Drive-thru COVID Testing

Sydney Rogers, a specimen collector and processor, gives a COVID-19 test to a patient at the drive-thru testing site on Wednesday, Nov. 18, 2020, at Bozeman Health Deaconess Hospital.

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With coronavirus cases climbing, Gallatin County’s testing system is strained.

Throughout much of the pandemic, it took about two days for test results to come back. Last week, the turnaround time increased to three days, according to the county’s weekly COVID-19 report. This week, it’s four.

There is also significant variability in test turnaround times because tests from symptomatic and higher risk individuals are often prioritized. In some cases, it is taking a week or longer for people to receive test results, said health officer Matt Kelley.

“It’s a problem because the people who are getting tested need to wait longer before they get a result. That keeps … staff out of schools, out of the hospital. … It also makes our contact tracing less effective. When people don’t know whether they have the disease, they’re more likely to spread it.”

The strain on the testing system is largely because more people are requesting tests as cases of COVID-19 keep climbing. This week, the seven-day rolling average in Gallatin County reached 140.6 cases per 100,000 residents, a 5% increase over the preceding week.

In recent weeks, Bozeman Health, one of the primary test providers in Gallatin County, has scaled back the number of tests it performs because it could no longer process tests in a timely manner, said Louis Mendiola, a deputy incident commander. The health care system is now focusing its testing on those who are symptomatic and in higher risk groups, such as first responders and health care workers.

“We believe that this is a temporary shift,” Mendiola said.

To expand testing, Bozeman Health is adding new analyzers, which are used to process the tests. Once those are up and running, the organization will be able to go from processing about 300 tests per day to more than 700.

“As we bring on additional testing capacity, we’ll be able to have a more wider, broad ability to test all members of our community at some point in the future,” Mendiola said. “Time to be determined.”

Even with the new equipment, Mendiola said Bozeman Health may struggle to expand testing because the organization is short staffed.

“We still need help,” he said. “If there were a call to action, that’s it.”

Kelley, the health officer, said to conserve resources, there are situations in which the Gallatin City-County Health Department is no longer recommending testing.

“For instance, if somebody is a close contact who just recently became a close contact, it might not make sense to send them to the test site right away,” he said. “We’ll advise them to stay home, monitor themselves for symptoms.”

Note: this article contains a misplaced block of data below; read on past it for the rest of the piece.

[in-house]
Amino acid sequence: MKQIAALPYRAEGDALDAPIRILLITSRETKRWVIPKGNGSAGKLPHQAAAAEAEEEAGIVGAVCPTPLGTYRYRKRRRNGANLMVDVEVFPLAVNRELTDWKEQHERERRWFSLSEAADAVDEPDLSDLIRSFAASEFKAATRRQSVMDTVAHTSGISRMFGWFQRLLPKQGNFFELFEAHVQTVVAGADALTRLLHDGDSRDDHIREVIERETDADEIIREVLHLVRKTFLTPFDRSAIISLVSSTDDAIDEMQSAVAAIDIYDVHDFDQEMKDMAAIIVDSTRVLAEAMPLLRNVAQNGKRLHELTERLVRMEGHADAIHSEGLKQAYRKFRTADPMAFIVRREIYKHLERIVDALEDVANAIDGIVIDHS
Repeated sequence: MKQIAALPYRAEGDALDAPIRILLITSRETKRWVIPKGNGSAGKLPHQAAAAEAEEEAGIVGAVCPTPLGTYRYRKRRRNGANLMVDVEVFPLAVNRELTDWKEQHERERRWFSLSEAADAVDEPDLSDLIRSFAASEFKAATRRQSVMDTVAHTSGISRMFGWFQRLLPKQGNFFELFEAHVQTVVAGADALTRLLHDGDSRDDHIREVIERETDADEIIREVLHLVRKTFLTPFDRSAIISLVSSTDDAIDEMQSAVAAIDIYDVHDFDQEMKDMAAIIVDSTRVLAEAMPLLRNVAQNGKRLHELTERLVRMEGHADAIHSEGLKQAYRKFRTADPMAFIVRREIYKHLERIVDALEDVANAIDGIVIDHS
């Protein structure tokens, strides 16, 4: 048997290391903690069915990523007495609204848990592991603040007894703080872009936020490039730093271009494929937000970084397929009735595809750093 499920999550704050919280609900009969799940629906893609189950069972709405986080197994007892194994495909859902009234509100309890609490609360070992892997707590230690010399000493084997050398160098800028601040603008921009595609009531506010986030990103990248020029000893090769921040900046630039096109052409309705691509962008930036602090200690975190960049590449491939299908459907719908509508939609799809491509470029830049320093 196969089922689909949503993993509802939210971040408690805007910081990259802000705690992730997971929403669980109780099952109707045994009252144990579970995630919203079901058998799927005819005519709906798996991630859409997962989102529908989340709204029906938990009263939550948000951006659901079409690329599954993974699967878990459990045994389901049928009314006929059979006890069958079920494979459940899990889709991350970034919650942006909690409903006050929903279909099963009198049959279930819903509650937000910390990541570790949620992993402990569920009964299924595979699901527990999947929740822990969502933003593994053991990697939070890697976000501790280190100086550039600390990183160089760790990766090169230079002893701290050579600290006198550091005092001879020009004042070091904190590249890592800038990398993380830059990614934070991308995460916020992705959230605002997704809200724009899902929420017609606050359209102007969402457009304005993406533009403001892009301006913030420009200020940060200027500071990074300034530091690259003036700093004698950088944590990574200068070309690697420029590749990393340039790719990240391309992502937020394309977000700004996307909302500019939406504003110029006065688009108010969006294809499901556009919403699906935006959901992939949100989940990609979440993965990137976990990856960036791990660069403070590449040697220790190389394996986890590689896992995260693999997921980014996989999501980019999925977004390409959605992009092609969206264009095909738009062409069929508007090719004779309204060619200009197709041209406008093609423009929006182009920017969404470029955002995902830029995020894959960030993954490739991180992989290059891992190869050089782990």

Even though the testing system is strained, local data indicate more testing is needed.

The rate of tests in Gallatin County that are coming back positive has been increasing for weeks, a sign that more testing needs to be conducted to avoid missing a significant number of COVID-19 cases.

This week, the county’s positivity rate averaged 22.8%, according to its weekly COVID-19 report. That rate is above the state’s average positivity rate of 18% for the first weeks of November, according to the Montana Department of Public Health and Human Services.

Over the summer, Bozeman Health piloted a surveillance testing program — large-scale testing of asymptomatic individuals that could help the county detect more COVID-19 cases — in Big Sky, but, due to a laboratory backlog, it took weeks for some people to get their results, making them of limited value.

Given the testing constraints Bozeman Health has been unable to say if, or when, it will be able to do more surveillance testing.

Bozeman Health isn’t alone in the struggle to expand testing.

Gov. Steve Bullock rolled out a statewide surveillance testing program in the spring, which was then paused when a national testing backlog led Quest Diagnostics, the out-of-state lab Montana was contracting with at the time, to stop processing the state’s tests.

While Montana has since contracted with new laboratories, surveillance testing remains limited.

After spending months expanding testing, the Department of Public Health and Human Services reported that during the first two weeks of November, about 33,000 tests were conducted each week, a drop of about 8% from each week in October.

It is likely that when flu season arrives, more people will seek COVID-19 testing due to the similarity of symptoms. That is likely to further strain the testing system.

“That’s a big deal, and I’m pretty worried about it,” Kelley said.

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Perrin Stein can be reached at pstein@dailychronicle.com or at 582-2648.